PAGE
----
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The New Science of Learning: How to Learn in Harmony With Your Brain


reviewed by Pavlo Antonenko - September 19, 2019

coverTitle: The New Science of Learning: How to Learn in Harmony With Your Brain
Author(s): Terry Doyle & Todd D. Zakrajsek
Publisher: Stylus Publishing, Sterling, VA
ISBN: 1620366576, Pages: 188, Year: 2018
Search for book at Amazon.com


Terry Doyle and Todd Zakrajsek’s book on the new science of learning arrives at a time when educators are excited about the potential of “brain-based learning” to enhance instruction and researchers in the behavioral and social sciences are debating the implications of neuroscience for education. The New Science of Learning: How to Learn in Harmony with Your Brain is written from an enthusiastic perspective. The authors celebrate the recent advancements in cognitive, affective, and social neuroscience and discuss a number of seminal findings to demonstrate how our understanding of brain function and cognitive processing can help college and university students (the book’s primary audience) transform their habits and approaches to learning, working, and living. Commendably, the authors achieve this goal without falling into the trap of neuromyths that have permeated the educational blogosphere and social media (e.g., we only use 10% of our brain).

 

The book relates a number of complex concepts and research findings in neuroscience, cognitive and educational psychology, exercise science, and physiology to postsecondary students in nine short chapters, some more comprehensive than others. The authors introduce the notion of “the new science of learning,” providing compelling examples for why college students should pay attention to what we know about brain function and explaining how they can optimize their lives to learn and work better. Many of the insights that are used in the book to define and describe the new science of learning, such as the distributed practice effect or the emphasis on the transfer of learning as a key outcome of education, were actually generated by psychologists who theorize about the mind, memory, and attention. However, these psychology insights are strengthened using relevant evidence from neuroscience (e.g., using the research on long-term potentiation to explain the beneficial effects of distributed practice on memory and learning). Importantly, the reader learns early in the book that college success doesn’t depend as much on “being smart” as it does on learning how to be an effective learner.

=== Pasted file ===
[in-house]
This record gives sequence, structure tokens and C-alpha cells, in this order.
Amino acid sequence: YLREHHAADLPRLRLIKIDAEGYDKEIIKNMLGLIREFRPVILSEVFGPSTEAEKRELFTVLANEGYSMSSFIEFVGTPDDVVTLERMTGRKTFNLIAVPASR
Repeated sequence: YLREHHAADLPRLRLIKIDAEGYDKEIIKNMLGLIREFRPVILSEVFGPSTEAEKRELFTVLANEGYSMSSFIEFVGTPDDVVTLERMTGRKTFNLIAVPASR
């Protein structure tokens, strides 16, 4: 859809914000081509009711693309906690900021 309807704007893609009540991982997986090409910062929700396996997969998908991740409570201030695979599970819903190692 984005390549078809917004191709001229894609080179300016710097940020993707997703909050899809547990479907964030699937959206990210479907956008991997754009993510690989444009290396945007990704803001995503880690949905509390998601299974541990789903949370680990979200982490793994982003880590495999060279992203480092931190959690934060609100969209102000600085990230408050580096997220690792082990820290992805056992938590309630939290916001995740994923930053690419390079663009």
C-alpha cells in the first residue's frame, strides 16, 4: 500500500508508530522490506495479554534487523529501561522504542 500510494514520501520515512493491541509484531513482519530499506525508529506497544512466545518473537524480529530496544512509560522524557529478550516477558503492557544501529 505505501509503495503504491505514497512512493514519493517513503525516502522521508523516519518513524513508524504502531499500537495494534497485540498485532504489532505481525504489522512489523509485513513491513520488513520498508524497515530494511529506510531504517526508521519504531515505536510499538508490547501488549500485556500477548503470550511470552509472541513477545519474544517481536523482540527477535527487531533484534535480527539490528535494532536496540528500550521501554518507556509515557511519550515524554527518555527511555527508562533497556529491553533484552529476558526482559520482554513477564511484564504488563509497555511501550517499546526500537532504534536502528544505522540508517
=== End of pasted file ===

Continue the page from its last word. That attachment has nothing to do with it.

The basic premise underlying the new science of learning is that we should understand how our body and brain work and organize our educational experiences around the optimal functioning of human physiology. The chapters in the first half of the book address the importance of preparing your brain and your body for learning. This includes ensuring proper nutrition, hydration, sleep, and exercise. Practical recommendations that the authors provide for students are supported with research evidence reported in peer-reviewed journals and discussed in interviews and blogs by well-respected organizations and individuals. The advice the authors offer is practical in the sense that they recognize the challenges college students experience when planning their lives, including class schedules imposed by educational institutions, difficulties maintaining healthy eating and sleeping habits while living in a dorm with roommates, and limited time and access to fitness facilities. Helpful guidelines are provided for breaking up a busy day of school work with time for socializing and nutrition, building a quick nap into the afternoon schedule, and creating opportunities for exercise to re-energize the body. Given that many college students are athletes (broadly conceived) and are interested in sports, the authors make clever use of sports metaphors and examples. For instance, they compare academic performance and achievement to the notion of “peak performance” used in athletic competition. If we work hard to nourish and train our bodies to improve our athletic performance, shouldn’t we work just as hard to support the optimal functioning of our brains to enhance our academic skills and performance?